Eric Johnson, 2001
Gene Simmons of Kiss, 1992
Ace Frehley from Kiss, 2008
David Lee Roth, 1994
Allan Holdsworth, 1983
John Mayall of the Bluesbreakers, 1988
Steve Vai, 1990
Tony Iommi of Heaven and Hell, 2007
Flea of the Red Hot Chili Peppers, 1996
Geoff Tate of Queensryche, 1991
James Hetfield of Metallica, 1986
Stevie Ray Vaughan, 1990
Rick Richards of the Georgia Satellites, 1988
Andy McCoy and Sam Yaffa of Hanoi Rocks, 1984
Steve Morse, 1991
Slash of Guns N’ Roses, 1994
Brian May from Queen, 1993
Jake E. Lee of Badlands, 1992
Rickey Medlocke of Lynyrd Skynyrd, 1997
John Fogerty, 1997
Joe Perry of Aerosmith, 1987
Rick Derringer, 1999
Robin Trower, 1990
Billy Gibbons of ZZ Top, 1994
Mick Ronson, 1988
Geddy Lee of Rush, 2002
Buck Dharma of Blue Oyster Cult, 1997
Michael Schenker, 1992
Vince Neil of Motley Crue, 1991
Vinnie Paul of Pantera, 1992
Joan Jett, 1992
Steve Harris of Iron Maiden, 1988
Sebastian Bach of Skid Row, 1989
Rob Halford of Judas Priest, 1984
Bill Henderson of Chilliwack, 1999
Paul Rodgers, 1997
R.L. Burnside, 1999
Guthrie Govan of the Aristocrats, 2015
Mick Mars of Mötley Crüe, 1985
Carlos Santana, 2011
Walter Trout, 2003
Rudy Sarzo of Quiet Riot, 1983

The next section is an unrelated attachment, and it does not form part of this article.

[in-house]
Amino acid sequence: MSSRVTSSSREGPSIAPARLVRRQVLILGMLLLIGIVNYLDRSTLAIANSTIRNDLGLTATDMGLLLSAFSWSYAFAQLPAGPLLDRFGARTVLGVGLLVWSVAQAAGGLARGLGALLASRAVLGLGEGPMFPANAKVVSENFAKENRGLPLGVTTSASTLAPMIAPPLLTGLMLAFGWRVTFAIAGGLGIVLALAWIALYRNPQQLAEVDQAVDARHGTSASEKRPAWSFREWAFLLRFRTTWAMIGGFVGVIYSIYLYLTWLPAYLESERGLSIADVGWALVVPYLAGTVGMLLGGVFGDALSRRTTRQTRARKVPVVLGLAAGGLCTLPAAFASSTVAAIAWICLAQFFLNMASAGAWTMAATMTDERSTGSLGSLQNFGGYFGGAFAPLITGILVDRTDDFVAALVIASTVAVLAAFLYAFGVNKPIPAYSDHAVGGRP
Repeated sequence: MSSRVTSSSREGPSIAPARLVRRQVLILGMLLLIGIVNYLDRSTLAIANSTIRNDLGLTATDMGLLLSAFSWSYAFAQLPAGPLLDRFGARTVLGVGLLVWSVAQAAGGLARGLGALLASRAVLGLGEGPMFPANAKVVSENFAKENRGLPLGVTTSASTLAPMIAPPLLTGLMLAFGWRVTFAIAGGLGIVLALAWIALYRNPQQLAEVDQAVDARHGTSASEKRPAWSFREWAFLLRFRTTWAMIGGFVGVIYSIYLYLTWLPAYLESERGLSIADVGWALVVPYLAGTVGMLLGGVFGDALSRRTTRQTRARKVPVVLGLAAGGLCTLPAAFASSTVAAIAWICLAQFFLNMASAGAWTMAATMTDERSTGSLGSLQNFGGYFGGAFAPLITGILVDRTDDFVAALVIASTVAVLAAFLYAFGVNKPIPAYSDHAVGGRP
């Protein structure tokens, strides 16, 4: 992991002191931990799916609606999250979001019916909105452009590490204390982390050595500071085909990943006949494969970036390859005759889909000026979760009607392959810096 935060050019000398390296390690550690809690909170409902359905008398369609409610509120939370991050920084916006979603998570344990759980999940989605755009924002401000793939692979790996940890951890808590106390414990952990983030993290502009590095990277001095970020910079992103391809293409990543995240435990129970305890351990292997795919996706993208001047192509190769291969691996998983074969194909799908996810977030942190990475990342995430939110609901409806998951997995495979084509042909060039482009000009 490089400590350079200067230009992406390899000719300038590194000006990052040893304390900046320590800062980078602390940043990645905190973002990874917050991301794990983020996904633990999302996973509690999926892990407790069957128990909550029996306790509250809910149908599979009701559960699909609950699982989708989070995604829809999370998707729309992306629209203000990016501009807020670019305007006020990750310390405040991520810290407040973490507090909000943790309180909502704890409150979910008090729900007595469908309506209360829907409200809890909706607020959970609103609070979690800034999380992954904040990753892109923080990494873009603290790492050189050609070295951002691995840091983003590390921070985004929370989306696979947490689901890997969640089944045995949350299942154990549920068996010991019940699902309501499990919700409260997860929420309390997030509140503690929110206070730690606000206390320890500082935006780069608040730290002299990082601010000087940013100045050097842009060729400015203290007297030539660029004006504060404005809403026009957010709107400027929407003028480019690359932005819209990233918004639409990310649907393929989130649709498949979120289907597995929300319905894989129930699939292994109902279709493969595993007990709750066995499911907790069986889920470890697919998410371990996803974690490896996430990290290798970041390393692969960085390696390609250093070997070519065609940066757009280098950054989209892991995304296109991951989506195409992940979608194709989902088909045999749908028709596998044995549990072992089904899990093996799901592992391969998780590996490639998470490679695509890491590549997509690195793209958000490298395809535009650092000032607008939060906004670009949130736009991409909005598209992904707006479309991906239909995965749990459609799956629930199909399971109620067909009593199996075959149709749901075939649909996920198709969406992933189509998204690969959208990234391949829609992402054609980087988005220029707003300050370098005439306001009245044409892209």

Tommy Aldridge, 2001
Donald “Duck” Dunn, 1985
Mark Farner of Grand Funk, 1991
Chris Robinson of Black Crowes, 1990
Jennifer Batten, 2002
Mike Fraser, 2014
Leo Kottke, 2002
Lemmy Kilmister of Motorhead, 2002
David Gogo, 1991
Booker T. Jones, 2016
Link Wray, 1997
James Reyne from Australian Crawl, 1988
Mike Rutherford of Genesis, 1983
Buddy Guy, 1991
Country Dick Montana of the Beat Farmers, 1990
Mike Cooley of the Drive-By Truckers, 2016
Gary Rossington of Lynyrd Skynyrd, 1986
Lindsay Mitchell of Prism, 1988
Buddy Miles, 2001
Eddie Money, 1988
Tom Hamilton of Aerosmith, 1983
Gaye Delorme, 1990
Dave Murray of Iron Maiden, 1984
Graham Bonnet of Alcatrazz, 1984
Mick Fleetwood of Fleetwood Mac, 2016
Doc Neeson of Angel City, 1985
Rik Emmett of Triumph, 1985
Sonny Landreth, 2016
Tosin Abasi of Animals as Leaders, 2016
Jeff Beck, 2001
Albert King, 1990
Johnny Ramone of the Ramones, 1992
Peter Frampton, 1987
Otis Rush, 1997
Gord Downie of the Tragically Hip, 1989
Leslie West of Mountain, 2002
Steve Howe of Yes, 2017
Bruce Dickinson of Iron Maiden, 1983
Uli Jon Roth, 2016
Poison Ivy of the Cramps, 1990
Stevie Ray Vaughan, 1985
Greg Lake of ELP, 1992
Robert Plant, 1993
Malcolm Young and Brian Johnson of AC/DC, 1983
Warren Zevon, 1992
Tal Wilkenfeld, 2016
Steve Clark of Def Leppard, 1988
Roy Buchanan, 1986
Gary Moore, 1984
Ronnie Montrose, 1994
Danny Gatton, 1993
Alex Lifeson of Rush, 1992
Ann Wilson of Heart, 1985
J.J. Cale, 1990
Yngwie Malmsteen, 2014
Chris Cornell, 2008
Long John Baldry, 1985
Allan Holdsworth, 1983
Kim Mitchell, 1984
Warren Haynes of Allman Brothers, 1994
Derek Trucks, 1998
Susan Tedeschi, 1998
Joe Satriani, 2018
B.B. King, 1984
Albert Collins, 1985
Ronnie James Dio, 1985
Tony Iommi of Black Sabbath, 1984
Dick Dale, 2000
Greg Allman, 1998

…with hundreds more to come

One thought on “Dickey Betts plays Vancouver, with a “wicked” Warren Haynes on slide

Leave a Reply